Winstanley moated site and five fishponds


Heritage Category:
Scheduled Monument
List Entry Number:
Date first listed:


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The building or site itself may lie within the boundary of more than one authority.

Wigan (Metropolitan Authority)
National Grid Reference:
SD 54237 03495, SD 54389 03618

Reasons for Designation

Around 6,000 moated sites are known in England. They consist of wide ditches, often or seasonally water-filled, partly or completely enclosing one or more islands of dry ground on which stood domestic or religious buildings. In some cases the islands were used for horticulture. The majority of moated sites served as prestigious aristocratic and seigneurial residences with the provision of a moat intended as a status symbol rather than a practical military defence. The peak period during which moated sites were built was between about 1250 and 1350 and by far the greatest concentration lies in central and eastern parts of England. However, moated sites were built throughout the medieval period, are widely scattered throughout England and exhibit a high level of diversity in their forms and sizes. They form a significant class of medieval monument and are important for the understanding of the distribution of wealth and status in the countryside. Many examples provide conditions favourable to the survival of organic remains.

Despite some disturbance to the island by tree roots and partial cleaning and infilling of the moat, Winstanley moated site and its associated fishponds survive well. Evidence of the original buildings will exist upon the island and the waterlogged moat and fishponds will contain organic material.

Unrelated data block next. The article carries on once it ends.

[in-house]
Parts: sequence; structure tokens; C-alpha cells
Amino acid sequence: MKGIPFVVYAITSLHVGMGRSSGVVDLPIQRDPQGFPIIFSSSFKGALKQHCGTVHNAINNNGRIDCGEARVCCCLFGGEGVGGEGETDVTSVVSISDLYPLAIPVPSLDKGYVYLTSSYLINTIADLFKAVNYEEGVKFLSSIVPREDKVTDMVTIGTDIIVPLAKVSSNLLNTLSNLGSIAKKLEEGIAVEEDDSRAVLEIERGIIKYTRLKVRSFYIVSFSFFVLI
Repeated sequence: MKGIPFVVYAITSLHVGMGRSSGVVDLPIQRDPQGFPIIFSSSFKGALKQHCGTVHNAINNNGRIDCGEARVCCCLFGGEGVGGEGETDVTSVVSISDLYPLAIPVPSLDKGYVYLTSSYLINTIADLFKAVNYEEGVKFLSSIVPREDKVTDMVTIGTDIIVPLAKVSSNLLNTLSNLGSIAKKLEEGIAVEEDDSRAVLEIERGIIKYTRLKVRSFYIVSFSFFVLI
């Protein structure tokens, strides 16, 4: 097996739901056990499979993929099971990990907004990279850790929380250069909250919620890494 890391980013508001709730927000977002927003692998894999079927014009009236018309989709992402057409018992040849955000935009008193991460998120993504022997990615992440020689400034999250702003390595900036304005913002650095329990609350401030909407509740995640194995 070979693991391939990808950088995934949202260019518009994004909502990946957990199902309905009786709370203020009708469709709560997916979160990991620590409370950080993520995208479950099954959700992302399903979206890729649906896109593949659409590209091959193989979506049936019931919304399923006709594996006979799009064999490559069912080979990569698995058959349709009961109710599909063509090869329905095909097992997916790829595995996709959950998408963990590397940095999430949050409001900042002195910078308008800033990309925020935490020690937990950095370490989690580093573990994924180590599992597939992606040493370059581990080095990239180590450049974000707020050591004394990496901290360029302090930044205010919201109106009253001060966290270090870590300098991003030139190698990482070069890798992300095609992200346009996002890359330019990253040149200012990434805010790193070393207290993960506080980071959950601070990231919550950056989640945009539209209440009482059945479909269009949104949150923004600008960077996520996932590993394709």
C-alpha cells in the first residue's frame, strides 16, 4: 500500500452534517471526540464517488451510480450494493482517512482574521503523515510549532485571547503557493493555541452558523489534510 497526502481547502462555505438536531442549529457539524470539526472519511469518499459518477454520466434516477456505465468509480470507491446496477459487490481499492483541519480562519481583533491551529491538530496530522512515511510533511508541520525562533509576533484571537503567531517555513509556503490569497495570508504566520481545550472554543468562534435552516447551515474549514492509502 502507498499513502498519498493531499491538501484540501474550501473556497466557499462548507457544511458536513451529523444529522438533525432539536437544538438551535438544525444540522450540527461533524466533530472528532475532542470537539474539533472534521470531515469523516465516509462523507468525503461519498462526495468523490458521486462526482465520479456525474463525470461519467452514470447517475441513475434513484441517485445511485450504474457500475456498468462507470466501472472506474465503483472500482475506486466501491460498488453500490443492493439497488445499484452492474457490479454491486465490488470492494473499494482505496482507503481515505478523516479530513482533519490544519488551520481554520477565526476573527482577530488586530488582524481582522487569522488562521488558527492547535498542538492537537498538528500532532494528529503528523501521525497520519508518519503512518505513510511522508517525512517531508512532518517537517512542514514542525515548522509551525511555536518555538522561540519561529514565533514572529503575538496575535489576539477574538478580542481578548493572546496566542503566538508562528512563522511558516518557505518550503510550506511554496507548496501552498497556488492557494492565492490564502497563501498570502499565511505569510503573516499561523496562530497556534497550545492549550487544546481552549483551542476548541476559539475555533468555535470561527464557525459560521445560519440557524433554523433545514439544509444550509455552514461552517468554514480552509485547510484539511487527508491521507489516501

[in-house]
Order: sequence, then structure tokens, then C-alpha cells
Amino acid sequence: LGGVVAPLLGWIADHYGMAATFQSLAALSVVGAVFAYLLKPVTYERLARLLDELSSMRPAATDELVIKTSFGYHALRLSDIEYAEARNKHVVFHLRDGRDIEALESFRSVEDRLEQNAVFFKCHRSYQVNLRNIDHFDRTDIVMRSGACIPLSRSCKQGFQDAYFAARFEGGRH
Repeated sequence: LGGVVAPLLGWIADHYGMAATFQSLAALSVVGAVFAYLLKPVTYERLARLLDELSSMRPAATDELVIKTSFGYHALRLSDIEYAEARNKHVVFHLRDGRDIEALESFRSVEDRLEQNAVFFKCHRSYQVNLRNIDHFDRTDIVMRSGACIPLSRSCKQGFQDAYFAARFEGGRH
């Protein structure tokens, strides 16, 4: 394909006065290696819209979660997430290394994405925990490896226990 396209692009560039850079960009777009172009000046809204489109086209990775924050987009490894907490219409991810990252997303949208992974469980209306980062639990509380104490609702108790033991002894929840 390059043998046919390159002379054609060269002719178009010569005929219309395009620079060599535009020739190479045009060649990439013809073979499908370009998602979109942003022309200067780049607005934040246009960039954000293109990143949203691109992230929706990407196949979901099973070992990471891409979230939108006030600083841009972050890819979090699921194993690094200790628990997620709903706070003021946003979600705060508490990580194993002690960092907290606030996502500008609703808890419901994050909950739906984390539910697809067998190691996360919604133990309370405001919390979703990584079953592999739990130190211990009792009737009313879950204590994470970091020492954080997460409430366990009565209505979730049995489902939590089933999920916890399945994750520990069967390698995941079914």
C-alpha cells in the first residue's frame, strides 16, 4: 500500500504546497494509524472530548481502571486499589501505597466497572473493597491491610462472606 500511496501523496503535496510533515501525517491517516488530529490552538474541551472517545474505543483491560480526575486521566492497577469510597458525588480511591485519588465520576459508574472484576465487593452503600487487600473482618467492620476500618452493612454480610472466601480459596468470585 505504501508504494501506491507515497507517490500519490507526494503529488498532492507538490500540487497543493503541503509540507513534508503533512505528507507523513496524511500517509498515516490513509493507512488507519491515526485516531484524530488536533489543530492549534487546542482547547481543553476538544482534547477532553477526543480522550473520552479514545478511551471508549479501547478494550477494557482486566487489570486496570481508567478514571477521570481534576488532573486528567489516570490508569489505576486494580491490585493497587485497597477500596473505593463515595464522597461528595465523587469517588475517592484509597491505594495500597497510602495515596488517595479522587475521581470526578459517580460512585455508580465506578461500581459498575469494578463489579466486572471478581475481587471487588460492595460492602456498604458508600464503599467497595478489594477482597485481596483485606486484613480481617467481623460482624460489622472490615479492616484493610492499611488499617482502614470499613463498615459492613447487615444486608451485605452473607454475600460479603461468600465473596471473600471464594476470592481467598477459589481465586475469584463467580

The monument is Winstanley moated site and five associated fishponds. It is divided into two separate areas. The moated site includes a rectangular island measuring c.50m by 40m that is surrounded on three sides by a waterlogged moat up to 15m wide and 1m deep to the water level. The moat's southern arm is dry and has been partially infilled. There is an inlet channel at the moat's north-western corner and an outlet channel at the north-eastern corner. Flanking the waterlogged moat is an outer bank up to 10m wide and 1m high. Access to the island is by a causeway on the western arm. To the north-east of the moat, in Workshop Wood, is a series of five waterlogged fishponds. These are believed to be contemporary with the moated site. In 1212 the extensive manor of Billinge and Winstanley had been divided into three. One manor was held by Adam de Billinge and two subordinate manors were held by Simon and Roger de Winstanley. The Winstanleys remained at the moated site until the late 16th century when a new building, the present Winstanley Hall, was completed 400m to the south. All fences, fence posts, and a timber shed on the island are excluded from the scheduling although the ground beneath all these features is included.

MAP EXTRACT The site of the monument is shown on the attached map extract. It includes a 2 metre boundary around the archaeological features, considered to be essential for the monument's support and preservation.


The contents of this record have been generated from a legacy data system.

Legacy System number:
Legacy System:


Darvill, T., MPP Single Monument Class Descriptions - Moats, (1988)
Dennison, E., MPP Single Monument Class Descriptions - Fishponds, (1988)
SMR No. 4659/2/0, Gt Manchester SMR, Moat in Winstanley Park, (1990)


This monument is scheduled under the Ancient Monuments and Archaeological Areas Act 1979 as amended as it appears to the Secretary of State to be of national importance. This entry is a copy, the original is held by the Department for Digital, Culture, Media and Sport.

End of official listing

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